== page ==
Laura Park is the winner of this year’s CMA/CCAD Columbus Comics Residency

Part of the fun of being selected for the Columbus Comics Residency, co-hosted by the Columbus Museum of Art and the Columbus College of Art & Design, is getting to hang out at Cartoon Crossroads Columbus (CXC).

This year's winner of the residency, which was formerly titled the Graphic Novelist residency, is Chicago- and Paris-based comic artist/illustrator Laura Park, whose work has been featured in numerous anthologies. Park contributed design work to the Cartoon Network series “Over the Garden Wall” and illustrated James Patterson's young reader series “I FUNNY.” She also has a seriously badass Flickr feed.

In addition to CXC (catch her at the Expo at the Downtown branch of the Columbus Metropolitan Library on Saturday, Sept. 30 and Sunday, Oct 1.), Park will be doing some work at CCAD and have work exhibited at CMA during her residency. Park was kind enough to answer some questions for Alive.

What particularly excites you about this residency?

I've never done a solo residency, so I'm all-around excited for the whole thing. I've only visited Columbus once before so it will be nice to have a chance to explore properly. I hate to reduce an entire city to its excellent doughnuts and world-class comics museum, but you have these by the bucket and I'm eager to load up on both.

Can you talk a little about the opportunity to be a part of Cartoon Crossroads and the importance of these kinds of events in raising the profile of comic art?

I think there is a particular magic to the intensely handmade nature of comics. Often it's a single person imagining, writing and drawing the thing. And at festivals it's common that this is also the person who printed, folded, stapled and is selling the comic. It's the polar opposite of how we experience most art/products in life.For me, the directness of the interaction/transaction is a rare thing and what makes comic festivals important and special both to fans and creators.

What will you be working on during your residency?

I have a few projects in the works, [including a] collection of old and new comics of mine to be published by Drawn and Quarterly. I'm also at work on a graphic novel project with the great people at StoryCorps to be published by Penguin Press. I'll also be doing a few public events, so I'll be at work socializing myself enough to be useful at those.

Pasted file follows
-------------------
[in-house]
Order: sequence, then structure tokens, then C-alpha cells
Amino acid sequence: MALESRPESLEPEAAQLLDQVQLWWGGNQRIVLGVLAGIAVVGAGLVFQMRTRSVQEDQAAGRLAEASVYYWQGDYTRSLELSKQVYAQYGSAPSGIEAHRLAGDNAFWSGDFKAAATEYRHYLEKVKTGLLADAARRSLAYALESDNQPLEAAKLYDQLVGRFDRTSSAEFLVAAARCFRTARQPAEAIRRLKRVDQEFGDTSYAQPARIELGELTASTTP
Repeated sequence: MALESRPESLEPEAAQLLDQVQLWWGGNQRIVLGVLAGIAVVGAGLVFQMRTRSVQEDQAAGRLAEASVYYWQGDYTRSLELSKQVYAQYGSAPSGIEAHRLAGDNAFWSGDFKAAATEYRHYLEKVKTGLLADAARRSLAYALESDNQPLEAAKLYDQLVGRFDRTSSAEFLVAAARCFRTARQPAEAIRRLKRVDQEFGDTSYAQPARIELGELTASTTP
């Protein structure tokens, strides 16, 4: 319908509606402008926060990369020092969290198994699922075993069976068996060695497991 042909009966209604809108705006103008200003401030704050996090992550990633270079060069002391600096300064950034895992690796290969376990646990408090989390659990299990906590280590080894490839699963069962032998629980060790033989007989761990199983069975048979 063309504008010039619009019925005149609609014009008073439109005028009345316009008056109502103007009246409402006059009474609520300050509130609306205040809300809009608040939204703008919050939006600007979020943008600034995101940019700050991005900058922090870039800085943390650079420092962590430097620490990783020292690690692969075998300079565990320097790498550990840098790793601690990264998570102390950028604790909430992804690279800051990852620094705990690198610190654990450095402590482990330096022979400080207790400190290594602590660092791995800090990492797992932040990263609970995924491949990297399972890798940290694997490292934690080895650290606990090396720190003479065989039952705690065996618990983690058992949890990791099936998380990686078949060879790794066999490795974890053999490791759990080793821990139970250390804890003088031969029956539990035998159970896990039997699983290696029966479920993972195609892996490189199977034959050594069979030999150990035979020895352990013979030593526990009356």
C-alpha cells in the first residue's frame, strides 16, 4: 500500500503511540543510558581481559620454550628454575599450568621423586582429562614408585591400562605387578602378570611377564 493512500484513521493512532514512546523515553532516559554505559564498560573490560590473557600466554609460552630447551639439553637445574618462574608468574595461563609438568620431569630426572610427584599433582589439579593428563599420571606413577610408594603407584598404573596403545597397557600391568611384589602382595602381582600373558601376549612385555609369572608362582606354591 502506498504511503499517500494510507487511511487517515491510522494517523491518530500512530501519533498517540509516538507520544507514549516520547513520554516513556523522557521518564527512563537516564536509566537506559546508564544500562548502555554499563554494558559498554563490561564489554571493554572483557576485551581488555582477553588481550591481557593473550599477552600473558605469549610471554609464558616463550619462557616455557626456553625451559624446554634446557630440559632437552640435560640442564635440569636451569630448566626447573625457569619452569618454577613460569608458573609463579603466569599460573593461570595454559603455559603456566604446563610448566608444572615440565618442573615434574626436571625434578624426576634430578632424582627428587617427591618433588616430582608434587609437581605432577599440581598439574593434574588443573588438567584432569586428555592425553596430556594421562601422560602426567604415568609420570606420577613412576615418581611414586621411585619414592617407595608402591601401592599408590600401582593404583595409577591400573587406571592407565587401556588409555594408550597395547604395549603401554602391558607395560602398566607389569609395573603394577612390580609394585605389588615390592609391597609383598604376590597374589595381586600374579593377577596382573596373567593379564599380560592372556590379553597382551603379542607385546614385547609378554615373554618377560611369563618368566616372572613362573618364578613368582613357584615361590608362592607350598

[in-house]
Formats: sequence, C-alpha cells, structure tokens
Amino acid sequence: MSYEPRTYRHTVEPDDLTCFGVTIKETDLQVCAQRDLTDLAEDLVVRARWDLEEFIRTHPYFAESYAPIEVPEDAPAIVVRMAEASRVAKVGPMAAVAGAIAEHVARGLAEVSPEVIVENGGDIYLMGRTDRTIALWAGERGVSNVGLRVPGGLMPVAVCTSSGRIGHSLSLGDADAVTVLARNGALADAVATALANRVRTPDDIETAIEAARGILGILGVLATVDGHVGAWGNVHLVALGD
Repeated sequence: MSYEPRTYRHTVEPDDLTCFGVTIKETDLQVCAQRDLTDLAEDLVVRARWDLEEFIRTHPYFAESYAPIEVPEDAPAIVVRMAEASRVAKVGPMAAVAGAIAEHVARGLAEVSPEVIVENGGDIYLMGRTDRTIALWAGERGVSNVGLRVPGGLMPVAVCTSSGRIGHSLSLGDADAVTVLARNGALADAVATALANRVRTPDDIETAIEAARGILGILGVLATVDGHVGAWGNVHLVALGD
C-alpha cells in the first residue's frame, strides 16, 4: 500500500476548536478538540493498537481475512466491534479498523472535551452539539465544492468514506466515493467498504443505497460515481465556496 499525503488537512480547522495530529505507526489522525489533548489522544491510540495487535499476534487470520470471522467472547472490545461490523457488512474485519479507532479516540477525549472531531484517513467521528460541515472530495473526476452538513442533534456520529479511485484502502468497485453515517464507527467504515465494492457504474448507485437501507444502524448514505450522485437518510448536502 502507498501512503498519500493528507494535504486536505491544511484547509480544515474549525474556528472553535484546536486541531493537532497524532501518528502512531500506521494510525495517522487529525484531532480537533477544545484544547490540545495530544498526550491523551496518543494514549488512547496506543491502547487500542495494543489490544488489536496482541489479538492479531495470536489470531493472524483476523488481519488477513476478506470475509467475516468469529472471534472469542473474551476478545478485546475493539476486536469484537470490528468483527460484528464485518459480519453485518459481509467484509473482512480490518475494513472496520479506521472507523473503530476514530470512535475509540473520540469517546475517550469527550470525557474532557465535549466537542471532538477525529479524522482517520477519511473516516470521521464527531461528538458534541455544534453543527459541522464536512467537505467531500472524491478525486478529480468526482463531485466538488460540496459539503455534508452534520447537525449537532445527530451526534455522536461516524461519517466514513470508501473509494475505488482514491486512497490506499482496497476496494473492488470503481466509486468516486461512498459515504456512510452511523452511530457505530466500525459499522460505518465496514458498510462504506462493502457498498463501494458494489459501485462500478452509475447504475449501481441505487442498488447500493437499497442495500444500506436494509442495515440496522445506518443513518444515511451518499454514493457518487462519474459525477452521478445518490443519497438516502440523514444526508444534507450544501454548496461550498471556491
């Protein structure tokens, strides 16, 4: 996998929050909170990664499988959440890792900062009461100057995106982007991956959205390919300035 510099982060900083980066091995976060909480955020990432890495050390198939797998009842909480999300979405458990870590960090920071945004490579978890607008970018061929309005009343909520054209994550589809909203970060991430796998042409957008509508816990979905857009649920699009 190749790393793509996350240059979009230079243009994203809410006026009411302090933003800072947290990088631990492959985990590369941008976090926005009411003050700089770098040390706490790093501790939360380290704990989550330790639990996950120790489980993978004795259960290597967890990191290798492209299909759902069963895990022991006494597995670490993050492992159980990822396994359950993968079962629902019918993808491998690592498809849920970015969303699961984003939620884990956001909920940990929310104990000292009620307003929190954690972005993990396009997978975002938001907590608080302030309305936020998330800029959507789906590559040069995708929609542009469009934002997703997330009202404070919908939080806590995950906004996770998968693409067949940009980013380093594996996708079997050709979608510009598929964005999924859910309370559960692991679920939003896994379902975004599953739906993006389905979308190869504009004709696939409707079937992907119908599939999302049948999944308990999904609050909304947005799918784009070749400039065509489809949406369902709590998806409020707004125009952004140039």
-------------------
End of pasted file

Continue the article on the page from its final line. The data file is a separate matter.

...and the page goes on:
What kinds of materials will you be displaying at the museum for the exhibition? How was that assembled/curated?

The exhibition was curated by Jeffrey Sims at the Columbus Museum of Art. Together we selected a mix of work – mostly comics but also some illustration and sketches. Also my sketchbooks will be on display in vitrines, which I will also fill with some scattered little weird objects I've collected. If you've never seen an antique watchcase filled with baby teeth, this is your chance.

What was the entry point for you into this kind of art making, both as far as things that may have inspired you to pursue it, as well as some of your earliest opportunities/work?

I have always drawn so it's hard for me to name any precise entry point. It's easier to say making comics represents the intersection of a lot of interests/compulsions, and it's hard to see how I would have ended up doing anything else. I'm not tremendously useful at anything else. Personally, I am stymied and inspired by the endless possibilities and terrors of a blank page. And like I said, comics is unique in both its intensely handmade nature and also in the way it allows you to connect and communicate with a reader.There's an undiluted potency to the sort of experience you can create and share with comics that inspires the often tedious and long labor.

Can you speak on how you developed your unique voice as an artist? Your work is rich and varied but all shares a certain you-ness.

We're all a jumble of influences and ideals. I think when you start out you tend to mimic or force certain aesthetics that appeal to you, but in the end, you're just yourself. I don't know that you can consciously develop a style or voice – in the end it feels like you throw it in the pot and hope it's soup. It's frustrating but also a release. You're both destined and damned to have your own voice and create a certain type of work.